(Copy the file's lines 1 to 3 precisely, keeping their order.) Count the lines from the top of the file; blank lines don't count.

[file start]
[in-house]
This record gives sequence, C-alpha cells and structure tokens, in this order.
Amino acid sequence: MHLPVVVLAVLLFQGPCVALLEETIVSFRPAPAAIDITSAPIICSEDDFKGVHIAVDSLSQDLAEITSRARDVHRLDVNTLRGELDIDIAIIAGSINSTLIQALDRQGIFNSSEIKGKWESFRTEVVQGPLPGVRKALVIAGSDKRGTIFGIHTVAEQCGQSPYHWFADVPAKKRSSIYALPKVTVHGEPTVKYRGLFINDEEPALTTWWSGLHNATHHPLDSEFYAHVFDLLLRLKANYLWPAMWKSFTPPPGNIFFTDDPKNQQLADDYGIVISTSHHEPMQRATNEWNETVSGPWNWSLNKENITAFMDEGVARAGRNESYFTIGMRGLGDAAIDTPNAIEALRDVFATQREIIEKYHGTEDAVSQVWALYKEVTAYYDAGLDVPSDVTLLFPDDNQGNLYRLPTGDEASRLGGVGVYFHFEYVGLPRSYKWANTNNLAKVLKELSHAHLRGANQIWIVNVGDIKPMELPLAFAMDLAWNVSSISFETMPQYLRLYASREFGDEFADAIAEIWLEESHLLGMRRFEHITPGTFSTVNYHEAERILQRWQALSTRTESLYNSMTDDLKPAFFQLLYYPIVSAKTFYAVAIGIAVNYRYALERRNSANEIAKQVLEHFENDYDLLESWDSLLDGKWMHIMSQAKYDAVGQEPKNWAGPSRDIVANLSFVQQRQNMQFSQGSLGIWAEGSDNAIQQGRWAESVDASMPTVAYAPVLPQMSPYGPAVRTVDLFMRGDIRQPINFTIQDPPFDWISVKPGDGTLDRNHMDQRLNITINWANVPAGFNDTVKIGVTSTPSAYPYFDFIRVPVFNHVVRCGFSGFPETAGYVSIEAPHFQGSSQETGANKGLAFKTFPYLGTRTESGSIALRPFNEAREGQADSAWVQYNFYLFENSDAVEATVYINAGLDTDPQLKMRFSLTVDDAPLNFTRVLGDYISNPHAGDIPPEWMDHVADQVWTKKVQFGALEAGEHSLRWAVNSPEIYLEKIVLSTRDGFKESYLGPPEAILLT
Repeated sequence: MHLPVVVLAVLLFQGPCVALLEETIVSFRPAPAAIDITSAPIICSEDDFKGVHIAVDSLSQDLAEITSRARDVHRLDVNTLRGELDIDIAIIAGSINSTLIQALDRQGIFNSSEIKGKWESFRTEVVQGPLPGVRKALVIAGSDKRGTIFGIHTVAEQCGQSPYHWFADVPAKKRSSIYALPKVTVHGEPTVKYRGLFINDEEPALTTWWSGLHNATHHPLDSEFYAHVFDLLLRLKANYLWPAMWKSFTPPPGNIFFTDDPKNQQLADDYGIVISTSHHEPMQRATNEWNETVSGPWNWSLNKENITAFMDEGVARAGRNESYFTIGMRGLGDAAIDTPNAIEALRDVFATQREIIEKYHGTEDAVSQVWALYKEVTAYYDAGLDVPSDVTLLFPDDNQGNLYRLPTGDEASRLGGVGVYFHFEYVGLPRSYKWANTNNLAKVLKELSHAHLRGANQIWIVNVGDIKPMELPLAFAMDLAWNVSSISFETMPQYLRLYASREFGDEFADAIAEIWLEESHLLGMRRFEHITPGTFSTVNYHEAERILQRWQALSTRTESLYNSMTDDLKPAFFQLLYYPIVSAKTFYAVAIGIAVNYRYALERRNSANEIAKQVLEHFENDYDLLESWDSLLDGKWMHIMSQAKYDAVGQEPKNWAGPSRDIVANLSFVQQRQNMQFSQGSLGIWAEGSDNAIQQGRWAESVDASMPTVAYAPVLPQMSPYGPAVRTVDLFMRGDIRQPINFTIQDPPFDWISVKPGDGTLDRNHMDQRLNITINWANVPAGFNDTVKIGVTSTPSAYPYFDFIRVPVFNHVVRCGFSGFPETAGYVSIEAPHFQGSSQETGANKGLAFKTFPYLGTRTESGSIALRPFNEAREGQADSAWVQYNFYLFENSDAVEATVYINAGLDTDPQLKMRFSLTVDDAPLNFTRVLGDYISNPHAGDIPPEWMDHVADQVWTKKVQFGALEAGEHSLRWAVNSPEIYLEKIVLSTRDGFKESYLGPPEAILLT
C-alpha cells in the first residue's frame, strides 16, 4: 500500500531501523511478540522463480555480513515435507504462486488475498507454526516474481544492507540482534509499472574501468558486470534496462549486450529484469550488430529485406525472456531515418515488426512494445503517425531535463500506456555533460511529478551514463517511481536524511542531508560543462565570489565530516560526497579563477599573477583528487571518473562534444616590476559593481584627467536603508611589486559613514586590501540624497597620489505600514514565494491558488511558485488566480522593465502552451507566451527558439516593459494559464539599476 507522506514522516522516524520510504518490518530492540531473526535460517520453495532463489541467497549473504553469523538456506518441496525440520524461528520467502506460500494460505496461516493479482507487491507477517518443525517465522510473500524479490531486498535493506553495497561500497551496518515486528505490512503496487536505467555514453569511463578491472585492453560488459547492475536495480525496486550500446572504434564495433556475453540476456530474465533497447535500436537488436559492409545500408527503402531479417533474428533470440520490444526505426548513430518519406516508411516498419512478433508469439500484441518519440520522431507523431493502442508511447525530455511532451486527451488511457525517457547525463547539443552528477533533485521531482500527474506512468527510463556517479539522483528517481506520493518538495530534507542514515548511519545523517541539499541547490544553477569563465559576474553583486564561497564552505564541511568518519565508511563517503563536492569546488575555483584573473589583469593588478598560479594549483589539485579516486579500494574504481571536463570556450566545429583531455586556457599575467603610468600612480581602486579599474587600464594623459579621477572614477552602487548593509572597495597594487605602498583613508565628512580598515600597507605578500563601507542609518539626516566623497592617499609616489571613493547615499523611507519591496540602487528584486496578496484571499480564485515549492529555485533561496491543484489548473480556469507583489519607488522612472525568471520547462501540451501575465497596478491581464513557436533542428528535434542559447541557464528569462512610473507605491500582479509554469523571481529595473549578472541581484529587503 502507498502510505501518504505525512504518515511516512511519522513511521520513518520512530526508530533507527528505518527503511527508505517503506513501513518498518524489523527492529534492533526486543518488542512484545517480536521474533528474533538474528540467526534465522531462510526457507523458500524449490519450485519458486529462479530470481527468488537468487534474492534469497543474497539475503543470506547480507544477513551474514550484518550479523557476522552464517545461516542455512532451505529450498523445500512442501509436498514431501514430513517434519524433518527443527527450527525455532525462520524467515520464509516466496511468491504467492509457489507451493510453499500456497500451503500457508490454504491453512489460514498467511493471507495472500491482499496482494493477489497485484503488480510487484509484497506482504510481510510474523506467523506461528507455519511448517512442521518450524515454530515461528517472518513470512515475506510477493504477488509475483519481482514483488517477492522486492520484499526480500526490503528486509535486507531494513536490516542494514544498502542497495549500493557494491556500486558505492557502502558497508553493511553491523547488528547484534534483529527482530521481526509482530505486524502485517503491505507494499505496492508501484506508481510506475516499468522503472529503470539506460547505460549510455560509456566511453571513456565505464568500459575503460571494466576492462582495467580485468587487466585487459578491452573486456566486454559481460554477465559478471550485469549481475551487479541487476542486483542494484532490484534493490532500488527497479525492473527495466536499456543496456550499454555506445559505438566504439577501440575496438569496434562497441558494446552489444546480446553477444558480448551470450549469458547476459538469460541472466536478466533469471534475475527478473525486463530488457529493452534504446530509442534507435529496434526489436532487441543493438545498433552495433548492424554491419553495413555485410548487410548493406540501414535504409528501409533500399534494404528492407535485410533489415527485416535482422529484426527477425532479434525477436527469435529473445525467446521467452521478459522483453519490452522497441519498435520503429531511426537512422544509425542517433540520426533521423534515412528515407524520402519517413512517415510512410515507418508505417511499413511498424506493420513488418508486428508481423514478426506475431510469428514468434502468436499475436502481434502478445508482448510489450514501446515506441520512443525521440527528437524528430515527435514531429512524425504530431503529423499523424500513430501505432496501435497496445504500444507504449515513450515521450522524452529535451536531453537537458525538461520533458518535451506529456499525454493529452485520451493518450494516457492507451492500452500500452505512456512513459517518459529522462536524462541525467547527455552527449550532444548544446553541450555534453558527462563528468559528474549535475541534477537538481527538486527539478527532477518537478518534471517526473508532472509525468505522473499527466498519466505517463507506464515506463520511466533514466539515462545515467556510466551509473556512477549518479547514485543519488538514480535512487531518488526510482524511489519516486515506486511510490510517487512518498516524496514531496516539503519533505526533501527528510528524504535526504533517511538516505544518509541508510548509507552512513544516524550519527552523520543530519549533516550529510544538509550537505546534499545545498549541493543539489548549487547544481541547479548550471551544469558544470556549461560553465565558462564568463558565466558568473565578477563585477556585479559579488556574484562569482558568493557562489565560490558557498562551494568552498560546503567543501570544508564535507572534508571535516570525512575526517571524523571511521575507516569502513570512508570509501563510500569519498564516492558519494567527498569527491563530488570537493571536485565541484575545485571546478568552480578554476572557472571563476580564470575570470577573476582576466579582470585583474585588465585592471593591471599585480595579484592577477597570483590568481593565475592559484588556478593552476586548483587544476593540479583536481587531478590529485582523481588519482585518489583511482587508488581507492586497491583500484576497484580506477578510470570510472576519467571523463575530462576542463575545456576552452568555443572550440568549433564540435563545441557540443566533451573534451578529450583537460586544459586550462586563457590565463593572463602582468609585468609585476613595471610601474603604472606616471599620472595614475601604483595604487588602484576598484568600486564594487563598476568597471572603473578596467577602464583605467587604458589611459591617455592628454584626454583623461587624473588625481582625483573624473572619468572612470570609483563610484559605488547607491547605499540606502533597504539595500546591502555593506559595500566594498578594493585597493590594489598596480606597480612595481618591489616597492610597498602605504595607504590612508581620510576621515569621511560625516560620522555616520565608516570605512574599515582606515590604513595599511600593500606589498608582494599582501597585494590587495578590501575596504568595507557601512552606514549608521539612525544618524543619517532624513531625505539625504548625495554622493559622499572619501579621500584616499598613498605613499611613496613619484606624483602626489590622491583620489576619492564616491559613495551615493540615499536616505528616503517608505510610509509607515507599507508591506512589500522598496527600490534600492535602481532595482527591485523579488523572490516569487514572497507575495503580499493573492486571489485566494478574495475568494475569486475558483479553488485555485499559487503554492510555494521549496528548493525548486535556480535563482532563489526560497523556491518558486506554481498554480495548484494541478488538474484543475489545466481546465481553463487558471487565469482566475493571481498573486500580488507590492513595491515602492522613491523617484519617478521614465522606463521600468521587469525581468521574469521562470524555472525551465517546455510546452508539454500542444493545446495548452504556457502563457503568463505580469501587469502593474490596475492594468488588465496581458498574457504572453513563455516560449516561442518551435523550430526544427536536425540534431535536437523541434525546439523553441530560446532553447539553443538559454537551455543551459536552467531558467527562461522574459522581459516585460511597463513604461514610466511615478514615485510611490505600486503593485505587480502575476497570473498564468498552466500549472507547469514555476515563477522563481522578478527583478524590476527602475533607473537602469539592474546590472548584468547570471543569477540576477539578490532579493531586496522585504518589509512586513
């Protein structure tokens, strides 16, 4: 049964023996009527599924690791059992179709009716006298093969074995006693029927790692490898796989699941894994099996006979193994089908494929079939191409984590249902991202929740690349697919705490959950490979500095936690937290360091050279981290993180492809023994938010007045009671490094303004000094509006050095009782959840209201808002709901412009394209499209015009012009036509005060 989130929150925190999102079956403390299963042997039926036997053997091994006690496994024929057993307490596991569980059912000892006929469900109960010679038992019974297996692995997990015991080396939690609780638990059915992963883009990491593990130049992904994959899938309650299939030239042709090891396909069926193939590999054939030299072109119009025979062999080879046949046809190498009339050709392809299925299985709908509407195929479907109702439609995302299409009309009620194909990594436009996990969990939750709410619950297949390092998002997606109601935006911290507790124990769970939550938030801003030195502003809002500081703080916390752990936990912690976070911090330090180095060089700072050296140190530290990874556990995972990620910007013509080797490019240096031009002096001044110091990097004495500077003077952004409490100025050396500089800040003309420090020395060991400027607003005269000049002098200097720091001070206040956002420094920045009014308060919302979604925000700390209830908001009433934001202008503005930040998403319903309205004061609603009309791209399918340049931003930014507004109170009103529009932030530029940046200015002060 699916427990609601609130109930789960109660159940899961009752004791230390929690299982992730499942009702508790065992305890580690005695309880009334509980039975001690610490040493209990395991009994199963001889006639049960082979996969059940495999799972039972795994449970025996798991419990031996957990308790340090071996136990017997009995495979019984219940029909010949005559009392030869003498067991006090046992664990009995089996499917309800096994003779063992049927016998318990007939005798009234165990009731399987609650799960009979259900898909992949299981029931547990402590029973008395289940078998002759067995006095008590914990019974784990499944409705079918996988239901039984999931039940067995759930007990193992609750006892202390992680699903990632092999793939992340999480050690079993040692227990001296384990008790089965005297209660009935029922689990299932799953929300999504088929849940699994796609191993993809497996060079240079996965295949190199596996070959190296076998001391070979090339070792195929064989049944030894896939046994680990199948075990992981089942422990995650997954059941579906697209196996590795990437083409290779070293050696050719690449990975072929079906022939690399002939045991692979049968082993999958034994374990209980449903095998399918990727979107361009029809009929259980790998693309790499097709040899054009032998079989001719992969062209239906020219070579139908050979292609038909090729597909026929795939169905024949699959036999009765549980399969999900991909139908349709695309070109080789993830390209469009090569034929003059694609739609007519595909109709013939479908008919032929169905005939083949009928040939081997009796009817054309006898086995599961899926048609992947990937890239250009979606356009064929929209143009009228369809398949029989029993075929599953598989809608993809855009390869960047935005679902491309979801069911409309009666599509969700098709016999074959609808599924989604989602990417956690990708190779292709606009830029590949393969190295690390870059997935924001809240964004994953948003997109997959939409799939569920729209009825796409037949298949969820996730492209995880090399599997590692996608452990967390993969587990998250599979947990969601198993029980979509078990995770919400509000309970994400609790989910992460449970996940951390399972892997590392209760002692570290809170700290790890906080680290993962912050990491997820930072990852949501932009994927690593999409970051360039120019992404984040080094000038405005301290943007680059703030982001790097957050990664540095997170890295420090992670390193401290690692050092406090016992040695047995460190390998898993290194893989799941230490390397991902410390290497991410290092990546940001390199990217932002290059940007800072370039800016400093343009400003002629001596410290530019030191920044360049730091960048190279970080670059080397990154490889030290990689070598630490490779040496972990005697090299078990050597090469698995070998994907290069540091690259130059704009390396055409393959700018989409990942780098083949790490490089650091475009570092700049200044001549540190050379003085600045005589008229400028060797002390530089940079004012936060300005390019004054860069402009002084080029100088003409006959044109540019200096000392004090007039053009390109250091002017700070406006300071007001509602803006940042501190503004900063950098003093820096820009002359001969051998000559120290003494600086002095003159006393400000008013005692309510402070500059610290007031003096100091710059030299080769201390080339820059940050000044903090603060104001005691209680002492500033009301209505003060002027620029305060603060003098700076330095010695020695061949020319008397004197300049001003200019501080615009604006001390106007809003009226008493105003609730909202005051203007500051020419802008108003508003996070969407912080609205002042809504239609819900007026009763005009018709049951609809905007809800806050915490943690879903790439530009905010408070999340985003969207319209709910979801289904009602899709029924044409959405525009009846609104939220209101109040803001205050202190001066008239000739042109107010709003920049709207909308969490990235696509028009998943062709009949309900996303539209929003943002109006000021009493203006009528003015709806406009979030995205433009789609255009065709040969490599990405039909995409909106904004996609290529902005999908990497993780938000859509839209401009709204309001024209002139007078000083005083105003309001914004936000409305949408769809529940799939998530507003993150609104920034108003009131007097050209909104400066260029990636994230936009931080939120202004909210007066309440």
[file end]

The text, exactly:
[in-house]
This record gives sequence, C-alpha cells and structure tokens, in this order.
Amino acid sequence: MHLPVVVLAVLLFQGPCVALLEETIVSFRPAPAAIDITSAPIICSEDDFKGVHIAVDSLSQDLAEITSRARDVHRLDVNTLRGELDIDIAIIAGSINSTLIQALDRQGIFNSSEIKGKWESFRTEVVQGPLPGVRKALVIAGSDKRGTIFGIHTVAEQCGQSPYHWFADVPAKKRSSIYALPKVTVHGEPTVKYRGLFINDEEPALTTWWSGLHNATHHPLDSEFYAHVFDLLLRLKANYLWPAMWKSFTPPPGNIFFTDDPKNQQLADDYGIVISTSHHEPMQRATNEWNETVSGPWNWSLNKENITAFMDEGVARAGRNESYFTIGMRGLGDAAIDTPNAIEALRDVFATQREIIEKYHGTEDAVSQVWALYKEVTAYYDAGLDVPSDVTLLFPDDNQGNLYRLPTGDEASRLGGVGVYFHFEYVGLPRSYKWANTNNLAKVLKELSHAHLRGANQIWIVNVGDIKPMELPLAFAMDLAWNVSSISFETMPQYLRLYASREFGDEFADAIAEIWLEESHLLGMRRFEHITPGTFSTVNYHEAERILQRWQALSTRTESLYNSMTDDLKPAFFQLLYYPIVSAKTFYAVAIGIAVNYRYALERRNSANEIAKQVLEHFENDYDLLESWDSLLDGKWMHIMSQAKYDAVGQEPKNWAGPSRDIVANLSFVQQRQNMQFSQGSLGIWAEGSDNAIQQGRWAESVDASMPTVAYAPVLPQMSPYGPAVRTVDLFMRGDIRQPINFTIQDPPFDWISVKPGDGTLDRNHMDQRLNITINWANVPAGFNDTVKIGVTSTPSAYPYFDFIRVPVFNHVVRCGFSGFPETAGYVSIEAPHFQGSSQETGANKGLAFKTFPYLGTRTESGSIALRPFNEAREGQADSAWVQYNFYLFENSDAVEATVYINAGLDTDPQLKMRFSLTVDDAPLNFTRVLGDYISNPHAGDIPPEWMDHVADQVWTKKVQFGALEAGEHSLRWAVNSPEIYLEKIVLSTRDGFKESYLGPPEAILLT